CEOs get paid 273 times more than you do
A new report says top execs' compensation has rocketed by 875% from 1978, while the average American's paycheck grew just 5.4%.
Here's a lesson for today's kids. If you want to get ahead in life, it helps to be a chief executive of a major U.S. corporation.
The CEOs of the country's 350 top companies earned average compensation of $14.1 million in 2012, including the value of stock options exercised that year, the Economic Policy Institute reports in a new study.For average workers, that means their bosses are hauling in pay that's roughly 273 times their own, an income disparity that's far higher than the 1960s through the 1990s, the authors note. Even as recently as 1995, the ratio was only 123-to-1, while in 1965, it was a relatively meager 20-to-1.
How did CEO pay get so out of whack with ordinary workers?
The answer is that compensation for company's top dogs jumped by 875% between 1978 to 2012. By comparison, the average worker saw a "painfully slow" 5.4% growth in income during the same time period, the report noted (the EPI's figures are adjusted for inflation).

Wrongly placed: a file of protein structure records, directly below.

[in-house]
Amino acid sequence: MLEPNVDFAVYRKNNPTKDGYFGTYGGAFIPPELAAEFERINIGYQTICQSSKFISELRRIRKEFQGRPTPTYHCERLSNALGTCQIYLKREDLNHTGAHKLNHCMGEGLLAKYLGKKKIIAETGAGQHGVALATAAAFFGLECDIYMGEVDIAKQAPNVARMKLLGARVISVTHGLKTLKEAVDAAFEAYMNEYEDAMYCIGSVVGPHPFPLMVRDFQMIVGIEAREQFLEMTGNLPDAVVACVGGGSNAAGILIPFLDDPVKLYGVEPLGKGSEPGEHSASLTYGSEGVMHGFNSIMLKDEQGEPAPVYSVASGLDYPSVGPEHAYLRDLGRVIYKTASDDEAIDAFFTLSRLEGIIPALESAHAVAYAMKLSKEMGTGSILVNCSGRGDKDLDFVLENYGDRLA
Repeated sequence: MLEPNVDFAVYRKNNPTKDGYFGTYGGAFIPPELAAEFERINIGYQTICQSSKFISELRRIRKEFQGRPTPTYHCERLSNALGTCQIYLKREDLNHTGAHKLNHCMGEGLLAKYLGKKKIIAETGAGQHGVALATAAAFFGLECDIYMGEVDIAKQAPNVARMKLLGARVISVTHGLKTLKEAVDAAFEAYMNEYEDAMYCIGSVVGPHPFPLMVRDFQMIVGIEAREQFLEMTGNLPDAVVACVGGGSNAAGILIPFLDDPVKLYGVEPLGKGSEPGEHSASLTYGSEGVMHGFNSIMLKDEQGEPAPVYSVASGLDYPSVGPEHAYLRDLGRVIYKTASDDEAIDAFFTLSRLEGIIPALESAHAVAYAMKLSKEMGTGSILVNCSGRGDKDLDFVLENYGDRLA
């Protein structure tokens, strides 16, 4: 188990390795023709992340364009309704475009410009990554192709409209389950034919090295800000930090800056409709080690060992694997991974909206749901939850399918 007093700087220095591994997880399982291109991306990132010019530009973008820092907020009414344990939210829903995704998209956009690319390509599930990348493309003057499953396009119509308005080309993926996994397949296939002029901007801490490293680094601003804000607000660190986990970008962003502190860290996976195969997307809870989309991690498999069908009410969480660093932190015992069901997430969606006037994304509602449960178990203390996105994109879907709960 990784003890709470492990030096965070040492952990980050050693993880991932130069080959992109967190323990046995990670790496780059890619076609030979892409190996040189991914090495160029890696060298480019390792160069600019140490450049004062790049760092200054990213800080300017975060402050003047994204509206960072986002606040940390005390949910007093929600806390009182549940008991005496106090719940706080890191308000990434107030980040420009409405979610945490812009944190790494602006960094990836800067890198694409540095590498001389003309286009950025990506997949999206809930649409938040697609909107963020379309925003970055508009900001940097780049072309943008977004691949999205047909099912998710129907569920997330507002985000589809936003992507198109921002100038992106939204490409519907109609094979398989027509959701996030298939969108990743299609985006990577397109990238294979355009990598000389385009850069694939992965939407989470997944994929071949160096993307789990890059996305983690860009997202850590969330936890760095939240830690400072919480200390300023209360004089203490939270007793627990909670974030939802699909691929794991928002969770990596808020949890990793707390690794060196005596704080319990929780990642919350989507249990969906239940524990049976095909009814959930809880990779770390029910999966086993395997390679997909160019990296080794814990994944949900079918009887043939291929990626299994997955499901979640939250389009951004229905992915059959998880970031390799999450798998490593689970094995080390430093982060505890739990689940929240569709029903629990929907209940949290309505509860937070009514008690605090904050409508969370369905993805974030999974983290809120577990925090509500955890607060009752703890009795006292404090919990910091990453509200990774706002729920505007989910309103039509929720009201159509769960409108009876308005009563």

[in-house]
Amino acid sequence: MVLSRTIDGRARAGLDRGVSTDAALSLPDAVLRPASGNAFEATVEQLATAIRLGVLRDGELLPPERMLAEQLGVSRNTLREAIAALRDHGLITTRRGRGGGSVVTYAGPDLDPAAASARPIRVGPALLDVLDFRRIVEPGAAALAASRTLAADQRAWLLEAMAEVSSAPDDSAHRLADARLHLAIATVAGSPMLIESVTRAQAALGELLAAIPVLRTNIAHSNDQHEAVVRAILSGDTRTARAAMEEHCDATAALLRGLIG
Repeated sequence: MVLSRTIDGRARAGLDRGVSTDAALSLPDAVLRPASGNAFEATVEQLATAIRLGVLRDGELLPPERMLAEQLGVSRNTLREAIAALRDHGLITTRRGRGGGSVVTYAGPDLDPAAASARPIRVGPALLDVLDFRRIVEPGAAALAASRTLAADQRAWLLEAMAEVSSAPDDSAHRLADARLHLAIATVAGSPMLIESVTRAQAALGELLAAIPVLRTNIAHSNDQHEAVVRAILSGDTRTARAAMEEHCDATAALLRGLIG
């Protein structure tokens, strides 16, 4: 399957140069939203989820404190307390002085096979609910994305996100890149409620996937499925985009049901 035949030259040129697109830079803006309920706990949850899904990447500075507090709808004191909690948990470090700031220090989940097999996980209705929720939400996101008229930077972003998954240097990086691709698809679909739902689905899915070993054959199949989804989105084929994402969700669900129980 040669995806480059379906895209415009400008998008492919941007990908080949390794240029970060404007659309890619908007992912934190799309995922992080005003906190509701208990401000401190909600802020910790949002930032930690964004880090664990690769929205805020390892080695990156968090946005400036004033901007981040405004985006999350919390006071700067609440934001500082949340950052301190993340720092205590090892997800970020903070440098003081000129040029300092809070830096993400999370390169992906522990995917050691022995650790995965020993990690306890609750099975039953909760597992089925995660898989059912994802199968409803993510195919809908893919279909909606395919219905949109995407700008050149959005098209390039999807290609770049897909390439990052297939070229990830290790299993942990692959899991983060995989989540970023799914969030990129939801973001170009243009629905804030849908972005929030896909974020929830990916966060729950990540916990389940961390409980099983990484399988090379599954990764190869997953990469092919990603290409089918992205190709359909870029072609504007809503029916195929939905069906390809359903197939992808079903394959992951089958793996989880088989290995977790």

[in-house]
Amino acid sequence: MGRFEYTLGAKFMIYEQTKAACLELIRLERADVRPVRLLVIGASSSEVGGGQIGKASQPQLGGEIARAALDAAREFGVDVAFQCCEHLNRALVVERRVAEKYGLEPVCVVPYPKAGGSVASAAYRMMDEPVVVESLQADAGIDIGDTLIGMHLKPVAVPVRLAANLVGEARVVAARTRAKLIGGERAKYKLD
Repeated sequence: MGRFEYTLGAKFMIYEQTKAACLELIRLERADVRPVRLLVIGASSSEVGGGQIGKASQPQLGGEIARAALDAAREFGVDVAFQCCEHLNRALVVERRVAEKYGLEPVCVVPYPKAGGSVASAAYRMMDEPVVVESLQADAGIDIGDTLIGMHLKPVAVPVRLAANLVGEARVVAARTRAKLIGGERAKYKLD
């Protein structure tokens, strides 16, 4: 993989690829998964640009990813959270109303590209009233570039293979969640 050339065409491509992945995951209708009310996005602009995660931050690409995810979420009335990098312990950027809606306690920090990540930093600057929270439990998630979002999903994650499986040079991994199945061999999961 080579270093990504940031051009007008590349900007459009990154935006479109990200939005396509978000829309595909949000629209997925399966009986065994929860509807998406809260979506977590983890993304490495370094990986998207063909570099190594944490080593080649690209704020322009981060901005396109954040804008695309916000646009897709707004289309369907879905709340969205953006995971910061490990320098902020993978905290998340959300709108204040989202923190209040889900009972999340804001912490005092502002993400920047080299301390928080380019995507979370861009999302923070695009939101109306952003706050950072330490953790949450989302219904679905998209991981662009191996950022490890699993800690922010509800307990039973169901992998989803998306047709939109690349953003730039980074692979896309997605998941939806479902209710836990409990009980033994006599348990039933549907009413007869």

As the CNBC video above recounts, one recent stark example of sky-high pay is that of McKesson's (MCK) former CEO John Hammergren, who'll receive a record lump-sum pension payment of $159 million. His age? 54.
On top of that, Hammergren wasn't exactly poorly compensated during his 14 years as leader of the pharmaceuticals and health care products supplier, earning almost $400 million during that time, according to CNBC.
"In this case, one should understand better why a competent CEO in a pretty traditional industry should be rewarded so highly," John Sculley, a former CEO of Apple (AAPL), told the cable-news network. "What's a little bit strange is that he's 54 years old, and he would have had a discount on his pension because he was retiring before age 62. The board waived that. "
As high as it is now, CEO pay isn't as egregious as it was at its peak in 2000, when the ratio to average worker pay was 383-to-1.
Yet while the American dream appears to be alive and well for top executives, it's not so rosy near the bottom. Harvard professor Niall Ferguson, writing in The Daily Beast, questions whether rising inequality has killed the dream for much of America's workers.